These Days You Never Know If It's Dan Deacon Or Swine Flu
It's certainly true that these days when a new blog entry pops up in your feed reader, your skeptical nature kicks in. Will it be about the weird April weather, with snow, hail, rain and sunshine all happening at once? Or will it be a silly or serious, or a slightly seriously silly post about swine flu? The good news is that this entry will be on neither. Sorry to swine flu fans, this entry is flu free. Last weekend once again featured some musical fun for The Teacher and myself. This time around we had a concert on a Friday in Portland. This meant that I did the drive to Astoria, got right back in the car and went back to Portland with The Teacher. Not exactly a short day in the car, so standing at a concert actually sounded pretty darn good to me. We returned to the Wonder Ballroom once again for a trio of performances. First up was the band Teeth Mountain:
The best way to describe the music of Teeth Mountain is ambient noise with a tribal drum beat. I mentioned to The Teacher how it reminded me of an episode of Seinfeld when Kramer played a lot of seductive jungle music in his apartment to set the mood. It might have been the ear plugs, but she didn't seem to get the subtle hint. ;)
After two long songs, the set from Teeth Mountain was finished. Honestly, it was enough. It was interesting music, but not something you wanted to watch live for very long. After a relatively short wait and a few technical issues with the microphone, the next band was up. This band was Future Islands:
They were very different from the previous band, which the vocal performance being the focus of the songs. Frontman Samuel Herring was an extremely enigmatic performer. The biggest downside of this show was the very dim lighting which made taking photos very challenging. The expressions and movements of Herring were great, but very difficult to capture in the darkness.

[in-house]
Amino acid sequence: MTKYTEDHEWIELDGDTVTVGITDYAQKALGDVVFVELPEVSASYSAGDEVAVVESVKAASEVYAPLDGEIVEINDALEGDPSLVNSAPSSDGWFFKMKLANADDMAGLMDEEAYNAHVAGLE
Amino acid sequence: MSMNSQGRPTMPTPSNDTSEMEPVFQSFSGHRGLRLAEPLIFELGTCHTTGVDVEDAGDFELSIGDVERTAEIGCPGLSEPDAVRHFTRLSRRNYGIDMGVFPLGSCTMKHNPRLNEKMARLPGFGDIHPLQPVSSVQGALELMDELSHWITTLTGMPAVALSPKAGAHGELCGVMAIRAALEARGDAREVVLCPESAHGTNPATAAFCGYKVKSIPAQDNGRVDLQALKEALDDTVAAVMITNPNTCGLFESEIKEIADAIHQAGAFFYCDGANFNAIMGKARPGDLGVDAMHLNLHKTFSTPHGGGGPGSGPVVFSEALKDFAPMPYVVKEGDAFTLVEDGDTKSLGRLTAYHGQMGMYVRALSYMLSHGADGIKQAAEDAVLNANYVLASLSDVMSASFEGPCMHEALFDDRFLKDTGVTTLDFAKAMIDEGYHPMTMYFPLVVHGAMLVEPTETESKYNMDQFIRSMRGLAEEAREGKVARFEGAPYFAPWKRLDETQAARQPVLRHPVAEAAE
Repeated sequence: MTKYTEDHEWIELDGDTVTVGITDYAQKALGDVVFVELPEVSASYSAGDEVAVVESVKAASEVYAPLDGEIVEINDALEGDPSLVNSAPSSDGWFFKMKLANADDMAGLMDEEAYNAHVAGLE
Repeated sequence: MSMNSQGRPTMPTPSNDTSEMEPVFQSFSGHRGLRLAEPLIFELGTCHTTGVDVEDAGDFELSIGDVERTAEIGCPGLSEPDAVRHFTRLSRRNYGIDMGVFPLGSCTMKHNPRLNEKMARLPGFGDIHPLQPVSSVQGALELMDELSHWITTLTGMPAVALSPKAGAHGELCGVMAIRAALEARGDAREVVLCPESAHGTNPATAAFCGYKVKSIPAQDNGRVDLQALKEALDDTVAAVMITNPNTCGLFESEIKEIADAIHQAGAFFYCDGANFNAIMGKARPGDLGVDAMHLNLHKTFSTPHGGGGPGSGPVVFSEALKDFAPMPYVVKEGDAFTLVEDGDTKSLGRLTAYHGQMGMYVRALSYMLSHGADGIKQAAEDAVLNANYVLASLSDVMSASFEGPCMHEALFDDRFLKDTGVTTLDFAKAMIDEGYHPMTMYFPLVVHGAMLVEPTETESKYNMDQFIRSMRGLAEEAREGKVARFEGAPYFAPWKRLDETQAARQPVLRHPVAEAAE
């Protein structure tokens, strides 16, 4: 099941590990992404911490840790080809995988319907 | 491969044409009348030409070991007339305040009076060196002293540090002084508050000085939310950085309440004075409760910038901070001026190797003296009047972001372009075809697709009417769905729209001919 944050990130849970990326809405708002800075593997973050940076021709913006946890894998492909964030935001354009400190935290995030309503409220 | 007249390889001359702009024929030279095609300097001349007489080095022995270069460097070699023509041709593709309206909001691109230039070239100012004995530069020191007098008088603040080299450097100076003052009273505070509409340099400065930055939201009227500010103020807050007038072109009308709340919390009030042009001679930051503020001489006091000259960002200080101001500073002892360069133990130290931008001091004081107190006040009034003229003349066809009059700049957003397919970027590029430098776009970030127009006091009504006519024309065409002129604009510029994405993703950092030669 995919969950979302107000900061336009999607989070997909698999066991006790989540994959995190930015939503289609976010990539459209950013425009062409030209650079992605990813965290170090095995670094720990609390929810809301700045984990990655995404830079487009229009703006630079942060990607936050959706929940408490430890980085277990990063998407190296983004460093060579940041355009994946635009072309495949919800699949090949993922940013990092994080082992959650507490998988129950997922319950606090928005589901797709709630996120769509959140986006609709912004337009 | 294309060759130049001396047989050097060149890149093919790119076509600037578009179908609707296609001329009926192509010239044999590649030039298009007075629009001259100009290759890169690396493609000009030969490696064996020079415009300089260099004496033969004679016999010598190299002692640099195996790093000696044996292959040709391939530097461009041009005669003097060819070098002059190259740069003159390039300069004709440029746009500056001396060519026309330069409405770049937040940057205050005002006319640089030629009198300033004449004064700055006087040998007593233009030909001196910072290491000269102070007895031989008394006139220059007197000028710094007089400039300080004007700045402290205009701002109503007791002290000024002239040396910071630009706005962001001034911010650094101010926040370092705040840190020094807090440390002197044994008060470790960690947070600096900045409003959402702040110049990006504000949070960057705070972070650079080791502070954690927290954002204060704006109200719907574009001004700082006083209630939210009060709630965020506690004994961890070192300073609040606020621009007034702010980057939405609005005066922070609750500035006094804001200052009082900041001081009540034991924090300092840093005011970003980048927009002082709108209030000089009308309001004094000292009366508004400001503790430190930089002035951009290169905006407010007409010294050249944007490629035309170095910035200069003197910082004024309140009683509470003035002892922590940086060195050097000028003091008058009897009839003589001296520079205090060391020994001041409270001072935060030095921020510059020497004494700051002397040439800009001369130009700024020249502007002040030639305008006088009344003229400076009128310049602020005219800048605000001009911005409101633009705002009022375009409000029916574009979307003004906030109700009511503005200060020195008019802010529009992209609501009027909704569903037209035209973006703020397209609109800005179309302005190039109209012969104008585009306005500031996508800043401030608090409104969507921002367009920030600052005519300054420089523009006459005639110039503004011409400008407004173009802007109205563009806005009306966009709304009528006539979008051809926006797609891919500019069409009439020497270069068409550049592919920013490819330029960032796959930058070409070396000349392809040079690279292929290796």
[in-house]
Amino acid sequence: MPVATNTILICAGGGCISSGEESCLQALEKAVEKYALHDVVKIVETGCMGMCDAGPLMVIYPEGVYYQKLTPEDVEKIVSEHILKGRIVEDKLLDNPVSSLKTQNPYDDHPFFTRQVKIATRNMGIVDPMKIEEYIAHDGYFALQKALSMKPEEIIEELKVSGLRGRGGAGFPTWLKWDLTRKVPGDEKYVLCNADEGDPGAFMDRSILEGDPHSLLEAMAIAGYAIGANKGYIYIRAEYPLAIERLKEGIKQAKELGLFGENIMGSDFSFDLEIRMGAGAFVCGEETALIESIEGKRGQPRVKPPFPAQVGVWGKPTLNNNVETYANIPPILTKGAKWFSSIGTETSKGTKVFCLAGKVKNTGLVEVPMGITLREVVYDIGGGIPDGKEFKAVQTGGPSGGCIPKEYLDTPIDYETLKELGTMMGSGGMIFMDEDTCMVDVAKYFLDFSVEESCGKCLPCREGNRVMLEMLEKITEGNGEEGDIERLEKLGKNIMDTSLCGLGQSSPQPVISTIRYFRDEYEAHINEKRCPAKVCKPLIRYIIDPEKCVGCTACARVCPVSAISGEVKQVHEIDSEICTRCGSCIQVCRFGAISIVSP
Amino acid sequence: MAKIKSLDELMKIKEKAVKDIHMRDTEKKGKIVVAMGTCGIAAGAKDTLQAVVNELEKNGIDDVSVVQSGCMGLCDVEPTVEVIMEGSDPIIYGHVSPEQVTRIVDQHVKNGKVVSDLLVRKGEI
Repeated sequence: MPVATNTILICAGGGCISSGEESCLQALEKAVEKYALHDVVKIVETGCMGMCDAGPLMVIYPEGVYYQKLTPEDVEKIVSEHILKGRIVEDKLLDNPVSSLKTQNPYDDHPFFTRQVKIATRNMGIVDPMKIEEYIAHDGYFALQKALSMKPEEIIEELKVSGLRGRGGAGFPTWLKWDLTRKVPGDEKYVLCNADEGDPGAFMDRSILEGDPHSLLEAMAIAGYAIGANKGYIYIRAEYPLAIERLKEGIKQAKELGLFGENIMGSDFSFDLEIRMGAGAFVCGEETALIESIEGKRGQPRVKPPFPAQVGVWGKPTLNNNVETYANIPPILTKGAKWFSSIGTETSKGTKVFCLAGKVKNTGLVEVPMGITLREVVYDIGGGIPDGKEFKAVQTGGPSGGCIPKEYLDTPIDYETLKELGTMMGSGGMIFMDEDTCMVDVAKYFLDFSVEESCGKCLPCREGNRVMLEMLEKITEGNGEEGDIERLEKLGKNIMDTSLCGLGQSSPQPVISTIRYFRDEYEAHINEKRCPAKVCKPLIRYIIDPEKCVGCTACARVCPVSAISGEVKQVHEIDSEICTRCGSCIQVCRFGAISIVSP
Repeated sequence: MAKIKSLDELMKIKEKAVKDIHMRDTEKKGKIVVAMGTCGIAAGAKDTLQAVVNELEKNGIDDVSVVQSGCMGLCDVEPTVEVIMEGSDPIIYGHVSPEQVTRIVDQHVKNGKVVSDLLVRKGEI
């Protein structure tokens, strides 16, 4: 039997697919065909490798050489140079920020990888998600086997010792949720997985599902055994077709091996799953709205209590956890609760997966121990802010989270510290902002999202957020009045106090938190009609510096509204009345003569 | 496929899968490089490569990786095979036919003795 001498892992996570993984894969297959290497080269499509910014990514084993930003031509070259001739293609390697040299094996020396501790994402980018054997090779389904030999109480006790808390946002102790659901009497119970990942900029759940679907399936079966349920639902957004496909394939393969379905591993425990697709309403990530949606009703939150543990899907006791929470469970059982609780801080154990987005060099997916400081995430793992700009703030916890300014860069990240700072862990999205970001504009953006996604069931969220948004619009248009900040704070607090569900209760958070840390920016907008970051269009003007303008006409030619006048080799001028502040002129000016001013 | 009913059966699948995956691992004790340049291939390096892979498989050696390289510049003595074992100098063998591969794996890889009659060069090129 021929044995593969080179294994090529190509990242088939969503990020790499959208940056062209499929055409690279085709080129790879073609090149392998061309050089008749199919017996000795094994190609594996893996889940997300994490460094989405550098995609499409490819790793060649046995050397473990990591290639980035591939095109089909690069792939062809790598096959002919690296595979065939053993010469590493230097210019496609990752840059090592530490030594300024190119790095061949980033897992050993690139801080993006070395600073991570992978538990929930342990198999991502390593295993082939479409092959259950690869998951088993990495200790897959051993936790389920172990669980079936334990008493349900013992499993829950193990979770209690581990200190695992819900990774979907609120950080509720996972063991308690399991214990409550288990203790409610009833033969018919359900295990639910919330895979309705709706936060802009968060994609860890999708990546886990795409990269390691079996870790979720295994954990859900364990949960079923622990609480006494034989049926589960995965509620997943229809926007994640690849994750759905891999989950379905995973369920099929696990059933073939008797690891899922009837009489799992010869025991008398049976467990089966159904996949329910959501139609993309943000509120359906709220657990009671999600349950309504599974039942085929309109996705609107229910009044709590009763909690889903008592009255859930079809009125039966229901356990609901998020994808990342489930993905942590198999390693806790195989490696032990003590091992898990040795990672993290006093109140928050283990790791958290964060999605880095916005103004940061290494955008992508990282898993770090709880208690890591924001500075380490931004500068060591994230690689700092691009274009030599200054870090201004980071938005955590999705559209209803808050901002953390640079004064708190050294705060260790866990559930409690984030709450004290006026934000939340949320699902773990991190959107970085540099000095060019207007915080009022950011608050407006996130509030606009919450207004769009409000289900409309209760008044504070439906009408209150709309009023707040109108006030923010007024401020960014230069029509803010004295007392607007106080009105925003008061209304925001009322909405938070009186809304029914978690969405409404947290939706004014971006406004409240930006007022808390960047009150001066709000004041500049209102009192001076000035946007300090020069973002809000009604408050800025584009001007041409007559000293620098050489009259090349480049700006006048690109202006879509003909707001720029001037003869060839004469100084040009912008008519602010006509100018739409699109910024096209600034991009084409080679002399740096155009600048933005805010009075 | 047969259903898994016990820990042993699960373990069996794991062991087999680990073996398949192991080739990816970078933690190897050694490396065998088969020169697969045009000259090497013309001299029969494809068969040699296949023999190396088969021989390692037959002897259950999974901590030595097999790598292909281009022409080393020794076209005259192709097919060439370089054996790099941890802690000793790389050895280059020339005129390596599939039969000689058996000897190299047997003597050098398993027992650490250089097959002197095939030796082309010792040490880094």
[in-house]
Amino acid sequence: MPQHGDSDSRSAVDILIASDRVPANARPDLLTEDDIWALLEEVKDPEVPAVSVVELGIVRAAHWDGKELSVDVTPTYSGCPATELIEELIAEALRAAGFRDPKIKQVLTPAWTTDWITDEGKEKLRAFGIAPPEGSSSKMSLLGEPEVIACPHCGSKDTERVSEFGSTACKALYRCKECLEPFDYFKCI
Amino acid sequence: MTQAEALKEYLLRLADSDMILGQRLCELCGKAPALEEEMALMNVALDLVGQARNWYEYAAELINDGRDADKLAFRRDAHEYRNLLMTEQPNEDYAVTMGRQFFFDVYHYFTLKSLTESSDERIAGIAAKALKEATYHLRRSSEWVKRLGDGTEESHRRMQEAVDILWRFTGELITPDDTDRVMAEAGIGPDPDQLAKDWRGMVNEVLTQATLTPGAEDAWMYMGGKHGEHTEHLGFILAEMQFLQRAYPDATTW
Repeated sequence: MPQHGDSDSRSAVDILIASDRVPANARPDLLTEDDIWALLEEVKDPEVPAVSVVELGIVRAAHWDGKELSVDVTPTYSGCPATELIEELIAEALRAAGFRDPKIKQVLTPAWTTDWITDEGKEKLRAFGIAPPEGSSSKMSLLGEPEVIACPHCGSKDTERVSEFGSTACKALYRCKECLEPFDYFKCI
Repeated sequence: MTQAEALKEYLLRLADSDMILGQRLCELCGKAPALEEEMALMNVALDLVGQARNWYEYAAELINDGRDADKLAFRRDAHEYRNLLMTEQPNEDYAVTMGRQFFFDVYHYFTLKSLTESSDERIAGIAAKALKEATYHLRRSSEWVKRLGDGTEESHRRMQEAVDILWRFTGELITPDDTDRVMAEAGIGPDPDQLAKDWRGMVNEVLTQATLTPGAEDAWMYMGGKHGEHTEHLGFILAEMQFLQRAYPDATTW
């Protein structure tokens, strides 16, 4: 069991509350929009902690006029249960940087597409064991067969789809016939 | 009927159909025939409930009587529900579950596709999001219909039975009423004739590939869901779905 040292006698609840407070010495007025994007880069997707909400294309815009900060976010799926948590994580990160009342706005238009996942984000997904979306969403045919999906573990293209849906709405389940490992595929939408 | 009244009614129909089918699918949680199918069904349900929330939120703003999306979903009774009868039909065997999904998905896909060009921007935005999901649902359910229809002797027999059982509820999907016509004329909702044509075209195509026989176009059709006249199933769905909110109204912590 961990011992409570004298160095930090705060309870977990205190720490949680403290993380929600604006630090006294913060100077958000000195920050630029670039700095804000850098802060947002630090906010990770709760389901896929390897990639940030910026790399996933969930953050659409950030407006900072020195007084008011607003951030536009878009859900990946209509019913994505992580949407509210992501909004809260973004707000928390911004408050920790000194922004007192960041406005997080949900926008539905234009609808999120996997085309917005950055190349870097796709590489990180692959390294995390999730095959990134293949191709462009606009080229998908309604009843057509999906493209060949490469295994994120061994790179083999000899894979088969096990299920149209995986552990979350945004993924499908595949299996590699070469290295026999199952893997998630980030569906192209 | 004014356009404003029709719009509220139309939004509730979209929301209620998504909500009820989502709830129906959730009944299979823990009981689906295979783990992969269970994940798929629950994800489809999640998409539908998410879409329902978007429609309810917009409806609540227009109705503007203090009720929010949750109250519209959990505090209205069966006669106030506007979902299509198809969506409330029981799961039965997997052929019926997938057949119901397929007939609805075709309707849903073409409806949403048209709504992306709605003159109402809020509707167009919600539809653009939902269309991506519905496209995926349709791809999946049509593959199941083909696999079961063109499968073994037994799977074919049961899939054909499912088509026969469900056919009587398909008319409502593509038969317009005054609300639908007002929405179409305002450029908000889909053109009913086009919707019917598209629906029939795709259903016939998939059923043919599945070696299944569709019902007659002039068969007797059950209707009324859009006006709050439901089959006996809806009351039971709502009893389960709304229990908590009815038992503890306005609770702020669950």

They played a much longer set than Teeth Mountain, but it didn't feel too long. After listening to recorded songs from the band, I can easily say Future Islands is much better live and the performance on stage is very entertainly. The final performance was by Dan Deacon. I was very curious to see how he would pull off his latest album Bromst live. I knew regardless of how the music was, the show would be interesting, based on stuff I had read about the typical Dan Deacon concert experience. For example in some shows he didn't even face the crowd, but in this show I knew he'd be performing along with 15 others on stage.
Not long after Future Islands finished, Deacon emerged onto the stage and began setting up his equipment. During the Future Islands set, Deacon actually came out into the crowd to watch them perform and stood right next to me. I noticed his arm in a sling, and wasn't quite sure how that was going to affect things. Anyway, back to the set up.
It went on and on and on. Seriously, we waited well over an hour before Deacon began to perform, as he plugged in lights and props and had numerous sound checks.
Finally the performance began.
Even though this was the main performance, the lighting was not very bright for Deacon's set. I probably shot twice as many photos, simply because I knew many were not going to come out. It was a challenge.
The performance itself was very odd at times. Deacon would ask the crowd to make circles, and perform odd dances and at times asked the crowd to make a train and go out the building and around the block. I watched the security personnel's eyes get huge when he said that and they quickly blocked the doors. ;) It could certainly be described as a high art dance party. A typical performance this was not, but interesting indeed it was. The show was long, ending at about 1:00am.
Thankfully, The Teacher and myself had a place to crash for the night in Portland. A drive back to Astoria would have been a little too much. We were both very beat from a very long day for the both of us. The next day we did the most sensible post concert activity: bridal registry.
Posted by monkeyinabox ::: |
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